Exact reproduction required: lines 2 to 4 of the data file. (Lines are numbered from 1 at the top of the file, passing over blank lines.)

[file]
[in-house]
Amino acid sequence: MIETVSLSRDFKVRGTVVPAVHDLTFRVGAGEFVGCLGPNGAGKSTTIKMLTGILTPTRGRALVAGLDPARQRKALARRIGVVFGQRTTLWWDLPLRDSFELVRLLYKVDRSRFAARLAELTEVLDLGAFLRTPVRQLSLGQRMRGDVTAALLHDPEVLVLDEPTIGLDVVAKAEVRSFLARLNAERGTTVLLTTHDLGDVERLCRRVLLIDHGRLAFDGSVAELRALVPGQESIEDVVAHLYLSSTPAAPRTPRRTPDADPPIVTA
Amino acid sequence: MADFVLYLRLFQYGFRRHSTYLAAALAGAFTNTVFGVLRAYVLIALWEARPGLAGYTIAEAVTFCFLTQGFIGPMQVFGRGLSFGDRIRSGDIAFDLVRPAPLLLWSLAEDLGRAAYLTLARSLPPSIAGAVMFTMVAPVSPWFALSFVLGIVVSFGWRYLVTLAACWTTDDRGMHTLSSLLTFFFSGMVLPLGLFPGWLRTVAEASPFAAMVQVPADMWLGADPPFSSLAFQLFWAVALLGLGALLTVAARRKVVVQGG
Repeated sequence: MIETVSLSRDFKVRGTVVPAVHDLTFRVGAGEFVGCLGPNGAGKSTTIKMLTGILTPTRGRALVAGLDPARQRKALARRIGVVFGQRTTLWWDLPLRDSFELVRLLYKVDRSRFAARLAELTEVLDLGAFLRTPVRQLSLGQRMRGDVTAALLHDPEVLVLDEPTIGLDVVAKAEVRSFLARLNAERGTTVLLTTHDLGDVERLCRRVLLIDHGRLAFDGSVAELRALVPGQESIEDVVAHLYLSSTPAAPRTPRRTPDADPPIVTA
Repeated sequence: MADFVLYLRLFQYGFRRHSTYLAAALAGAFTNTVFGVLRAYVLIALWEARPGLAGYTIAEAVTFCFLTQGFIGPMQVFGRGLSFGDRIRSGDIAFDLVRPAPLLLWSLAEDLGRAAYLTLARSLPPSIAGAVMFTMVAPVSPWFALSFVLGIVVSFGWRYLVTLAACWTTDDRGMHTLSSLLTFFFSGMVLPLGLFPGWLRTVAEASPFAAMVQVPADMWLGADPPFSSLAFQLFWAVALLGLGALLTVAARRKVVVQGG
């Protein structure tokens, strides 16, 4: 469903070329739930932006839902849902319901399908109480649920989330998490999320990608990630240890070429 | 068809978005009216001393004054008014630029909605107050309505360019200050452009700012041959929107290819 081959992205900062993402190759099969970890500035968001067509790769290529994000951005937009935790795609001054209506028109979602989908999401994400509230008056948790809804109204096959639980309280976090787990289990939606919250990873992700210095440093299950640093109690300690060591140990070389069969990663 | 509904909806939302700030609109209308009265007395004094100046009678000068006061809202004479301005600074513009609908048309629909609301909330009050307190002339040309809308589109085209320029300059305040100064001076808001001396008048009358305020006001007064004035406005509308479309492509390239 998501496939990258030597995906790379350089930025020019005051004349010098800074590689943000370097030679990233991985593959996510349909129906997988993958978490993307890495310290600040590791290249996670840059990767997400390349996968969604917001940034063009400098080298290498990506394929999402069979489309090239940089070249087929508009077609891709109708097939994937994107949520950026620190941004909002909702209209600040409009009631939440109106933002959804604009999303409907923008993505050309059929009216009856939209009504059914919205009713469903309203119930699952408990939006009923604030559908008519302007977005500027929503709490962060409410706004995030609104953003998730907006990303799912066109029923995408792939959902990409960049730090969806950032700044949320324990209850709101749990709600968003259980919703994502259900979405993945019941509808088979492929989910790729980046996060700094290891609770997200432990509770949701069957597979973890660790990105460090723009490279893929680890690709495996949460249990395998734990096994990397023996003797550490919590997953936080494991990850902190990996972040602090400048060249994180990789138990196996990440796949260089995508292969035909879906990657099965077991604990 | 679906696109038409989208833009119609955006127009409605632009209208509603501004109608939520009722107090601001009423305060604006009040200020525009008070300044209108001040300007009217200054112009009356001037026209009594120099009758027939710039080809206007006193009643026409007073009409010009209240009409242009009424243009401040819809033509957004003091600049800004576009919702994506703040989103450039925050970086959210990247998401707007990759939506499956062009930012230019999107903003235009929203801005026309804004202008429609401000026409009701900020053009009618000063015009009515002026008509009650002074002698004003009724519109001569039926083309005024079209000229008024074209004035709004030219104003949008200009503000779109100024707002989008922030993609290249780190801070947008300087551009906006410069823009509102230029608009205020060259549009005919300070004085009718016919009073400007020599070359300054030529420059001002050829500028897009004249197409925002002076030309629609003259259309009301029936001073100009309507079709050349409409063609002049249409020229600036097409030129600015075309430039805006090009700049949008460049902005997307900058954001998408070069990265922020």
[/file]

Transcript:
Amino acid sequence: MIETVSLSRDFKVRGTVVPAVHDLTFRVGAGEFVGCLGPNGAGKSTTIKMLTGILTPTRGRALVAGLDPARQRKALARRIGVVFGQRTTLWWDLPLRDSFELVRLLYKVDRSRFAARLAELTEVLDLGAFLRTPVRQLSLGQRMRGDVTAALLHDPEVLVLDEPTIGLDVVAKAEVRSFLARLNAERGTTVLLTTHDLGDVERLCRRVLLIDHGRLAFDGSVAELRALVPGQESIEDVVAHLYLSSTPAAPRTPRRTPDADPPIVTA
Amino acid sequence: MADFVLYLRLFQYGFRRHSTYLAAALAGAFTNTVFGVLRAYVLIALWEARPGLAGYTIAEAVTFCFLTQGFIGPMQVFGRGLSFGDRIRSGDIAFDLVRPAPLLLWSLAEDLGRAAYLTLARSLPPSIAGAVMFTMVAPVSPWFALSFVLGIVVSFGWRYLVTLAACWTTDDRGMHTLSSLLTFFFSGMVLPLGLFPGWLRTVAEASPFAAMVQVPADMWLGADPPFSSLAFQLFWAVALLGLGALLTVAARRKVVVQGG
Repeated sequence: MIETVSLSRDFKVRGTVVPAVHDLTFRVGAGEFVGCLGPNGAGKSTTIKMLTGILTPTRGRALVAGLDPARQRKALARRIGVVFGQRTTLWWDLPLRDSFELVRLLYKVDRSRFAARLAELTEVLDLGAFLRTPVRQLSLGQRMRGDVTAALLHDPEVLVLDEPTIGLDVVAKAEVRSFLARLNAERGTTVLLTTHDLGDVERLCRRVLLIDHGRLAFDGSVAELRALVPGQESIEDVVAHLYLSSTPAAPRTPRRTPDADPPIVTA